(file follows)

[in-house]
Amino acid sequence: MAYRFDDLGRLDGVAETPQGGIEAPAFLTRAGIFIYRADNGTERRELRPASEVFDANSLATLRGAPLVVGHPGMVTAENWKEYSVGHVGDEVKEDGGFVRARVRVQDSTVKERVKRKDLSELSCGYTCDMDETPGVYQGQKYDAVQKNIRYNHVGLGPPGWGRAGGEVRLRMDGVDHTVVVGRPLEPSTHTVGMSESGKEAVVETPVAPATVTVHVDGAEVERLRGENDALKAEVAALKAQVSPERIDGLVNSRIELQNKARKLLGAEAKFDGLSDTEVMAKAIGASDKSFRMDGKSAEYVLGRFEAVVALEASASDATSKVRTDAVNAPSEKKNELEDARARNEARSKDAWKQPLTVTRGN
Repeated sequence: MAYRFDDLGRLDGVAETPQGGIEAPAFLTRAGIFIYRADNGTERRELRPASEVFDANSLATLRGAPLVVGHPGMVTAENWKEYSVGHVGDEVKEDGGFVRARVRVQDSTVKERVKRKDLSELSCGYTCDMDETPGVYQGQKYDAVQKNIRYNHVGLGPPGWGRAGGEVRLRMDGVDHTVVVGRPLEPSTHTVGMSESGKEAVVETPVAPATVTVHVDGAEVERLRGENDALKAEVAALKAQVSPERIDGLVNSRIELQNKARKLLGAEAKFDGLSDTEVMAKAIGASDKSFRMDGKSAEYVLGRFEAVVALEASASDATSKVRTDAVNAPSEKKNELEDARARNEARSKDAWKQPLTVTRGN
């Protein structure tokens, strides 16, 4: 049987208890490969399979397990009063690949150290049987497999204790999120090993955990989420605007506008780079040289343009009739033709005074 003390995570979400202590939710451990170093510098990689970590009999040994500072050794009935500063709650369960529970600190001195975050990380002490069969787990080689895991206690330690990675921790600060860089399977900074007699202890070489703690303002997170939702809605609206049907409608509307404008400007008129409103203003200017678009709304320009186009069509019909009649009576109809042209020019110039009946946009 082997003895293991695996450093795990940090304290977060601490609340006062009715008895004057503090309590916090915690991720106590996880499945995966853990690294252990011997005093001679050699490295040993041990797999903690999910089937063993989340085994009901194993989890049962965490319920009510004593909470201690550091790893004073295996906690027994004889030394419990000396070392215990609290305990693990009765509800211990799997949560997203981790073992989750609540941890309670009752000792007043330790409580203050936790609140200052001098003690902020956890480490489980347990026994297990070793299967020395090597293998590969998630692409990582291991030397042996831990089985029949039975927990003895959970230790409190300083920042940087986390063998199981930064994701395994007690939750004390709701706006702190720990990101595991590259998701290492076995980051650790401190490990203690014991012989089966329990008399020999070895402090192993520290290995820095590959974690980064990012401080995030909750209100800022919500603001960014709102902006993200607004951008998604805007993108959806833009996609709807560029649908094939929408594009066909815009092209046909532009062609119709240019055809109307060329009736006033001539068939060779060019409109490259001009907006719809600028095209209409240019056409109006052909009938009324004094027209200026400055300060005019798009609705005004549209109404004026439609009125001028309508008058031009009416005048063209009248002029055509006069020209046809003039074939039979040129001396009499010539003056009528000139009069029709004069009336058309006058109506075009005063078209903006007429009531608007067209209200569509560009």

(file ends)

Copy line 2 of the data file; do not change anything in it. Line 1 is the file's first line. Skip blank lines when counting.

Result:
Amino acid sequence: MAYRFDDLGRLDGVAETPQGGIEAPAFLTRAGIFIYRADNGTERRELRPASEVFDANSLATLRGAPLVVGHPGMVTAENWKEYSVGHVGDEVKEDGGFVRARVRVQDSTVKERVKRKDLSELSCGYTCDMDETPGVYQGQKYDAVQKNIRYNHVGLGPPGWGRAGGEVRLRMDGVDHTVVVGRPLEPSTHTVGMSESGKEAVVETPVAPATVTVHVDGAEVERLRGENDALKAEVAALKAQVSPERIDGLVNSRIELQNKARKLLGAEAKFDGLSDTEVMAKAIGASDKSFRMDGKSAEYVLGRFEAVVALEASASDATSKVRTDAVNAPSEKKNELEDARARNEARSKDAWKQPLTVTRGN